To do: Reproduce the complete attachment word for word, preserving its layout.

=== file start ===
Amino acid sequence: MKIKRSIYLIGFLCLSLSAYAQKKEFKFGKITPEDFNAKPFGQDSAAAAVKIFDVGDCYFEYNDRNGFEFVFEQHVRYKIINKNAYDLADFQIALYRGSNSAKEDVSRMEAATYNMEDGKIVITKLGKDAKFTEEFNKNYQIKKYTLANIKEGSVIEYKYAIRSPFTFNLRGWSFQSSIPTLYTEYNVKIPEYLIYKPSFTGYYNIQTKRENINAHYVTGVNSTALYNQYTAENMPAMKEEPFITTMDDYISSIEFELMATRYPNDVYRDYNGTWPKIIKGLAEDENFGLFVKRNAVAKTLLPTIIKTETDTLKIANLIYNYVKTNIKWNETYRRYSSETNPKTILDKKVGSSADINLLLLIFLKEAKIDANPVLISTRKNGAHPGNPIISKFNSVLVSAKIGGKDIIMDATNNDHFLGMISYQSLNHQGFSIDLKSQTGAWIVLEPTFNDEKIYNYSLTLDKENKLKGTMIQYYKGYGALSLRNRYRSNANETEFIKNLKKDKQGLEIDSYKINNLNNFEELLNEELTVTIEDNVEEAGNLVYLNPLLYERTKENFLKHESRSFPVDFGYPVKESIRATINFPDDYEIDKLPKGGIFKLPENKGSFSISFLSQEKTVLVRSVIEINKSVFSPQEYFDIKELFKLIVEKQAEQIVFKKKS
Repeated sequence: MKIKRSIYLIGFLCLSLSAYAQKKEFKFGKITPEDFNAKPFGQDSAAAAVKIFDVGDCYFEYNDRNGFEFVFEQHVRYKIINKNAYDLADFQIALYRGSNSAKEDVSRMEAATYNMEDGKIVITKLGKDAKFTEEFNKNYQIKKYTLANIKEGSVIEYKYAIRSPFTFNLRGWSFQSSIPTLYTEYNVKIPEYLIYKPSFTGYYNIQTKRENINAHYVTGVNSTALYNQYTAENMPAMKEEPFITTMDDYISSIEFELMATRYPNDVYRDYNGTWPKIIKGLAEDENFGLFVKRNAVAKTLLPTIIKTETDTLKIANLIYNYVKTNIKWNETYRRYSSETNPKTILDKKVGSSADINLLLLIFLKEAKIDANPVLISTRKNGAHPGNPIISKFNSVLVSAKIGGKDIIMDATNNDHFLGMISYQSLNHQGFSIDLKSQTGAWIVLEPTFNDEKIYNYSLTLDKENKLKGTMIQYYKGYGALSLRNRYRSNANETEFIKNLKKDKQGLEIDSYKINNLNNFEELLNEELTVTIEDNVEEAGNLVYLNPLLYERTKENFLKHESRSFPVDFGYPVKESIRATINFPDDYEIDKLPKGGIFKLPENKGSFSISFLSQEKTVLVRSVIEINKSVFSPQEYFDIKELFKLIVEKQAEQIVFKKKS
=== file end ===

Amino acid sequence: MKIKRSIYLIGFLCLSLSAYAQKKEFKFGKITPEDFNAKPFGQDSAAAAVKIFDVGDCYFEYNDRNGFEFVFEQHVRYKIINKNAYDLADFQIALYRGSNSAKEDVSRMEAATYNMEDGKIVITKLGKDAKFTEEFNKNYQIKKYTLANIKEGSVIEYKYAIRSPFTFNLRGWSFQSSIPTLYTEYNVKIPEYLIYKPSFTGYYNIQTKRENINAHYVTGVNSTALYNQYTAENMPAMKEEPFITTMDDYISSIEFELMATRYPNDVYRDYNGTWPKIIKGLAEDENFGLFVKRNAVAKTLLPTIIKTETDTLKIANLIYNYVKTNIKWNETYRRYSSETNPKTILDKKVGSSADINLLLLIFLKEAKIDANPVLISTRKNGAHPGNPIISKFNSVLVSAKIGGKDIIMDATNNDHFLGMISYQSLNHQGFSIDLKSQTGAWIVLEPTFNDEKIYNYSLTLDKENKLKGTMIQYYKGYGALSLRNRYRSNANETEFIKNLKKDKQGLEIDSYKINNLNNFEELLNEELTVTIEDNVEEAGNLVYLNPLLYERTKENFLKHESRSFPVDFGYPVKESIRATINFPDDYEIDKLPKGGIFKLPENKGSFSISFLSQEKTVLVRSVIEINKSVFSPQEYFDIKELFKLIVEKQAEQIVFKKKS
Repeated sequence: MKIKRSIYLIGFLCLSLSAYAQKKEFKFGKITPEDFNAKPFGQDSAAAAVKIFDVGDCYFEYNDRNGFEFVFEQHVRYKIINKNAYDLADFQIALYRGSNSAKEDVSRMEAATYNMEDGKIVITKLGKDAKFTEEFNKNYQIKKYTLANIKEGSVIEYKYAIRSPFTFNLRGWSFQSSIPTLYTEYNVKIPEYLIYKPSFTGYYNIQTKRENINAHYVTGVNSTALYNQYTAENMPAMKEEPFITTMDDYISSIEFELMATRYPNDVYRDYNGTWPKIIKGLAEDENFGLFVKRNAVAKTLLPTIIKTETDTLKIANLIYNYVKTNIKWNETYRRYSSETNPKTILDKKVGSSADINLLLLIFLKEAKIDANPVLISTRKNGAHPGNPIISKFNSVLVSAKIGGKDIIMDATNNDHFLGMISYQSLNHQGFSIDLKSQTGAWIVLEPTFNDEKIYNYSLTLDKENKLKGTMIQYYKGYGALSLRNRYRSNANETEFIKNLKKDKQGLEIDSYKINNLNNFEELLNEELTVTIEDNVEEAGNLVYLNPLLYERTKENFLKHESRSFPVDFGYPVKESIRATINFPDDYEIDKLPKGGIFKLPENKGSFSISFLSQEKTVLVRSVIEINKSVFSPQEYFDIKELFKLIVEKQAEQIVFKKKS